# Brouwer's Fixed Point Theorem: A proof with reduced homology

This post is about the proof I found very interesting during the Topology course I took this semester. It highlights the application of Reduced Homology, which is a modification of Homology theory in Algebraic Topology. We will use two results from Reduced Homology as black-boxes for the proof. Everywhere, we will assume $$\mathbb{Q}$$ is used as the coefficient of the Homology space.

Lemma 1 (Reduced Homology of spheres)
Given a $$d$$-sphere $$\mathbb{S}^d$$, then its reduced $$p$$-th Homology space is:

$$\square$$

Lemma 2 (Reduced Homology of balls)
Given a $$d$$-ball $$\mathbb{B}^d$$, then its reduced $$p$$-th Homology space is trivial, i.e. $$\tilde{H}_p(\mathbb{B}^d) = 0$$, for any $$d$$ and $$p$$.

$$\square$$

Equipped with these lemmas, we are ready to prove the special case of Brouwer’s Fixed Point Theorem, where we consider map from a ball to itself.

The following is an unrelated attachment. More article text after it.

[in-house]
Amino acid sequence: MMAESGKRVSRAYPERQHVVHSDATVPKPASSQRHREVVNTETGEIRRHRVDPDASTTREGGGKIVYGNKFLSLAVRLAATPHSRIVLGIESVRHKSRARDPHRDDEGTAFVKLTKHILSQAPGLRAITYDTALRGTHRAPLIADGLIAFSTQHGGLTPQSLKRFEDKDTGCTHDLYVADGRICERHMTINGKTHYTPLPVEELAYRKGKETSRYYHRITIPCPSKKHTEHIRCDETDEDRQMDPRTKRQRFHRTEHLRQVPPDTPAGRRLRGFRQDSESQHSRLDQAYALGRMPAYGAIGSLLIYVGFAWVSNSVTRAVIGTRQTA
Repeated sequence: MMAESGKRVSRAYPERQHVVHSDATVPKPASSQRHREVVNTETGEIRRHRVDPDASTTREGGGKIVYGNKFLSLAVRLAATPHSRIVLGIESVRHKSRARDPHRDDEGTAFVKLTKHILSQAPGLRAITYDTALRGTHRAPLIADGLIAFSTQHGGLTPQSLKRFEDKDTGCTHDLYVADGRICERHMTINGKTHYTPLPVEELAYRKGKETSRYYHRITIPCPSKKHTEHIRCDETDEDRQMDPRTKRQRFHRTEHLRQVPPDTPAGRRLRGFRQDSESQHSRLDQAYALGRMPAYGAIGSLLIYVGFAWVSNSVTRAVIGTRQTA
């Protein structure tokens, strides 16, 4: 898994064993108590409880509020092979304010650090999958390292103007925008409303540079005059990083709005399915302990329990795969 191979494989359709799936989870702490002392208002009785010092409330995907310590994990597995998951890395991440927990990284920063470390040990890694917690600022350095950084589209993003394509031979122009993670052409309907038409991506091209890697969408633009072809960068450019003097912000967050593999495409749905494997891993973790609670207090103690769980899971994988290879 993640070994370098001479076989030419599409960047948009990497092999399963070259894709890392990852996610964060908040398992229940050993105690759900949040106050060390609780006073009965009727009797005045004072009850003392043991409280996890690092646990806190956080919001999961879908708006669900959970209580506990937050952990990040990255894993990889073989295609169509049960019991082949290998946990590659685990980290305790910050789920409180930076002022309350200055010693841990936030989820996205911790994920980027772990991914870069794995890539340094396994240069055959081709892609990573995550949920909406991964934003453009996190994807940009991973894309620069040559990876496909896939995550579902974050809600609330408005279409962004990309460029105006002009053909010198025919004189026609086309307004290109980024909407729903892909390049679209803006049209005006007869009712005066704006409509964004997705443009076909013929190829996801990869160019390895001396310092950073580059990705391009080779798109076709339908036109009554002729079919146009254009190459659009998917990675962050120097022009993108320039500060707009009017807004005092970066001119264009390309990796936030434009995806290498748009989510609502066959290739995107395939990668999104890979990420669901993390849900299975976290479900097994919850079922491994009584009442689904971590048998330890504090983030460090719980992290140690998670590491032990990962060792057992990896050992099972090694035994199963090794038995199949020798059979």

Brouwer’s Fixed Point Theorem
Given $$f: \mathbb{B}^{d+1} \to \mathbb{B}^{d+1}$$ continuous, then there exists $$x \in \mathbb{B}^{d+1}$$ such that $$f(x) = x$$.

Proof.    For contradiction, assume $$\forall x \in \mathbb{B}^{d+1}: f(x) \neq x$$. We construct a map $$r: \mathbb{B}^{d+1} \to \mathbb{S}^d$$, casting ray from the ball to its shell by extending the line segment between $$x$$ and $$f(x)$$. Observe that $$r(x)$$ is continuous because $$f(x)$$ is. Also, $$x \in \mathbb{S}^d \implies r(x) = x$$. Therefore we have the following commutative diagram. Above, $$i$$ is inclusion map, and $$id$$ is identity map. We then look of the Reduced Homology of the above, and this gives us the following commutative diagram. As the diagram commute, then $$\tilde{H}_d(\mathbb{S}^d) \xrightarrow{i^*} \tilde{H}_d(\mathbb{B}^{d+1}) \xrightarrow{r^*} \tilde{H}_d(\mathbb{S}^d)$$ should be identity map on $$\tilde{H}_d(\mathbb{S}^d)$$. By Lemma 2, $$\tilde{H}_d(\mathbb{B}^{d+1}) = 0$$. This implies $$\tilde{H}_d(\mathbb{S}^d) = 0$$. But this is a contradiction, as By Lemma 1, $$\tilde{H}_d(\mathbb{S}^d) = \mathbb{Q}$$. Therefore there must be a fixed point.

$$\square$$

## References

1. Hatcher, Allen. “Algebraic topology.” (2001).